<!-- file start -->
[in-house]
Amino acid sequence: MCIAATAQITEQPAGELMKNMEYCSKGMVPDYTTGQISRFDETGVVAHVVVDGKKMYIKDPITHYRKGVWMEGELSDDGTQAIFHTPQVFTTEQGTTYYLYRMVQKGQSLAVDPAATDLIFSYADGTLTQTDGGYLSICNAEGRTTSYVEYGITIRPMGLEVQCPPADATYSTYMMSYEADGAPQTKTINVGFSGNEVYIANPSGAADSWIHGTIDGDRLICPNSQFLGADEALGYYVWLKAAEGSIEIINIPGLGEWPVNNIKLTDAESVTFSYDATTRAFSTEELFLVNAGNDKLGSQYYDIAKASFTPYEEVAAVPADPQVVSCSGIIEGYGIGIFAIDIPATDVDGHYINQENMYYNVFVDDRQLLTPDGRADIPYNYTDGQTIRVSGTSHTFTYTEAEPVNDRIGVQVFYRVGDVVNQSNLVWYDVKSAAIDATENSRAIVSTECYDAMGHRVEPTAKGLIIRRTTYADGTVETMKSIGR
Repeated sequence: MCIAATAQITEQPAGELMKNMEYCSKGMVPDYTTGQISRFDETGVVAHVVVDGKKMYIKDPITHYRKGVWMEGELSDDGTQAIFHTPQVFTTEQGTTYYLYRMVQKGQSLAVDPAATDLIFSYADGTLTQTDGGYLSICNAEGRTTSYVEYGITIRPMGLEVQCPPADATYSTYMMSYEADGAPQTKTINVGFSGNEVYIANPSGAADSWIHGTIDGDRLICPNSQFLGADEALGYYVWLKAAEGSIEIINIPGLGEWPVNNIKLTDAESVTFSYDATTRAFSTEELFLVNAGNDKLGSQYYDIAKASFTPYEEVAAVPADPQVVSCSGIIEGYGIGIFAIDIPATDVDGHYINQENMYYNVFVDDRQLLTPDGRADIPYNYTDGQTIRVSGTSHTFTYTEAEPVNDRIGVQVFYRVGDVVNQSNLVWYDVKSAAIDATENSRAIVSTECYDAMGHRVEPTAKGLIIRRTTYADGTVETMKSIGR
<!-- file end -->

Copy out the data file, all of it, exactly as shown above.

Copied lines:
[in-house]
Amino acid sequence: MCIAATAQITEQPAGELMKNMEYCSKGMVPDYTTGQISRFDETGVVAHVVVDGKKMYIKDPITHYRKGVWMEGELSDDGTQAIFHTPQVFTTEQGTTYYLYRMVQKGQSLAVDPAATDLIFSYADGTLTQTDGGYLSICNAEGRTTSYVEYGITIRPMGLEVQCPPADATYSTYMMSYEADGAPQTKTINVGFSGNEVYIANPSGAADSWIHGTIDGDRLICPNSQFLGADEALGYYVWLKAAEGSIEIINIPGLGEWPVNNIKLTDAESVTFSYDATTRAFSTEELFLVNAGNDKLGSQYYDIAKASFTPYEEVAAVPADPQVVSCSGIIEGYGIGIFAIDIPATDVDGHYINQENMYYNVFVDDRQLLTPDGRADIPYNYTDGQTIRVSGTSHTFTYTEAEPVNDRIGVQVFYRVGDVVNQSNLVWYDVKSAAIDATENSRAIVSTECYDAMGHRVEPTAKGLIIRRTTYADGTVETMKSIGR
Repeated sequence: MCIAATAQITEQPAGELMKNMEYCSKGMVPDYTTGQISRFDETGVVAHVVVDGKKMYIKDPITHYRKGVWMEGELSDDGTQAIFHTPQVFTTEQGTTYYLYRMVQKGQSLAVDPAATDLIFSYADGTLTQTDGGYLSICNAEGRTTSYVEYGITIRPMGLEVQCPPADATYSTYMMSYEADGAPQTKTINVGFSGNEVYIANPSGAADSWIHGTIDGDRLICPNSQFLGADEALGYYVWLKAAEGSIEIINIPGLGEWPVNNIKLTDAESVTFSYDATTRAFSTEELFLVNAGNDKLGSQYYDIAKASFTPYEEVAAVPADPQVVSCSGIIEGYGIGIFAIDIPATDVDGHYINQENMYYNVFVDDRQLLTPDGRADIPYNYTDGQTIRVSGTSHTFTYTEAEPVNDRIGVQVFYRVGDVVNQSNLVWYDVKSAAIDATENSRAIVSTECYDAMGHRVEPTAKGLIIRRTTYADGTVETMKSIGR